Testicular Atrophy and the Aggressiveness of Prostate Cancer


Synopsis: Assessment of testicular histology was undertaken in 78 patients who had therapeutic orchiectomy for advanced prostate cancer. Among 35 patients who had orchiectomy for progressive disease after primary radiation therapy to the prostate bed, 25 had prominent testicular atrophy and the stage and grade of their original prostate tumors were higher. Survival was worse when compared to the 10 who did not have prominent testicular atrophy. Similarly, of the 25 men who presented with advanced (Stage D2) disease and were treated by orchiectomy, the seven who were found to have prominent testicular atrophy had shorter survival when compared to the 18 without prominent atrophy. Thus, the presence of prominent testicular atrophy at the time of therapeutic orchiectomy identifies a subset of patients with more aggressive disease and worse prognosis.

Source: Danniell HW. Cancer 1998;83:1170-1173.

Orchiectomy is a commonly prescribed surgical intervention for men with prostate cancer who have recurrence after local excision or radiation or who present with metastatic disease. Whereas this usually results in gratifying (albeit temporary) tumor regression in the great majority of patients, there is significant variability, and, in some patients, there is no response. In a series of patients who underwent orchiectomy for prostate cancer, the degree of testicular atrophy was determined by histological analysis and correlated with prostate cancer grade and patient survival.

Thirty-five patients had orchiectomy after progression from primary radiation to the prostate bed. Of these, 25 had testicular atrophy, and those with atrophy had worse five-year, tumor-specific, post-orchiectomy survival when compared to the 10 men without testicular atrophy (30% vs 89%; P = 0.02). Furthermore, a review of the original tumor histology in these patients indicated that these 25 men had tumors of more advanced stage and with higher histological (Gleason) grade.

Included in the series were 25 patients who had not received prior radiation but presented with advanced (Stage D2) disease and had orchiectomy as primary therapy. Seven of these men had prominent testicular atrophy, and they, too, had more undifferentiated prostate cancer histopathology and shorter survival when compared to the 18 patients without testicular atrophy. For this group, tumor-specific, post-orchiectomy survival at two years was 43% for those with prominent atrophy compared to 72% for those without.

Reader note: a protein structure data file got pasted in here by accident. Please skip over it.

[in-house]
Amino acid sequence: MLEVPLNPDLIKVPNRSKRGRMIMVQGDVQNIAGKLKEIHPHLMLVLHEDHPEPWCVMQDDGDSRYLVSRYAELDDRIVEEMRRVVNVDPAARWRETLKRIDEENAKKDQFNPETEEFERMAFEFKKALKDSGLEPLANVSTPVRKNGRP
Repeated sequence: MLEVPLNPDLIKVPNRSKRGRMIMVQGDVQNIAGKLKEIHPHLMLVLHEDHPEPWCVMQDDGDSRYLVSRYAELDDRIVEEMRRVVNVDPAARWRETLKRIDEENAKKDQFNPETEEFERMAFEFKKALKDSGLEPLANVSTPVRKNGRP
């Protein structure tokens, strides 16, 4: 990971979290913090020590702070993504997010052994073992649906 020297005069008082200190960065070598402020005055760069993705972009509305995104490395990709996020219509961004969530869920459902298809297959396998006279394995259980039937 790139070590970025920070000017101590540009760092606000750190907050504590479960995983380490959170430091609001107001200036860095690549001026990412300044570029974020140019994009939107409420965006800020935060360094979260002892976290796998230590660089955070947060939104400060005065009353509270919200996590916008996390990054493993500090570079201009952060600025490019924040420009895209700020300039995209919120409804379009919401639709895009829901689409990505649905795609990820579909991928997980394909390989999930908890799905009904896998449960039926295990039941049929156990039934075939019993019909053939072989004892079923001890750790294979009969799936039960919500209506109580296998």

There were an additional 18 patients who underwent orchiectomy for non-Stage-D2 disease and had not received prior radiation therapy. Of these, five had prominent atrophy and 13 did not. For this subset, there was no difference in survival after orchiectomy, with a total of only three deaths during the study period.

Danniell concludes that the demonstration of testicular atrophy at the time of therapeutic orchiectomy for prostate cancer is associated with poor post-orchiectomy prognosis.


In these days of molecular/genetic probing for prognostic factors, it is easy to overlook the obvious. Indeed, if Danniell had found that the over-expression of a certain gene correlated as strongly with survival as did the presence of prominent testicular atrophy, the paper might have elicited a swell of excitement. It might be argued that under that circumstance, the genetic marker might lead to an increased understanding of the pathogenesis of the disease. Yet, the same could be said about this paper.

It has been known for some time that low serum testosterone levels portend a worse prognosis for patients in whom hormone ablation therapy is to be undertaken.1-3 It stands to reason that if the tumor has developed in an androgen-depleted state, it is less likely to be androgen-dependent and, therefore, is more likely to demonstrate autonomous hormone-independent growth and be more aggressive. Although not reported in this series, it is likely that testicular atrophy would be associated with low serum testosterone levels.

Testicular histology at the time of therapeutic orchiectomy might prove to be a useful (and inexpensive) clinical tool in assessing the likelihood of sustained response to hormonal ablation. With the advent of effective palliative chemotherapy for prostate cancer patients who have progressed after hormonal ablation,4 perhaps those with prominent testicular atrophy at the time of orchiectomy could be considered candidates for alternative, adjunctive approaches as well.


1. Haapianinen R, et al. Prostate 1988;12:325-332.

2. Eriksson A, et al. Prostate 1988;12:249-256.

3. Kries W, et al. J Clin Oncol 1990;8:870-874.

4. Oh WK, et al. J Urol 1998;160:1220-1229.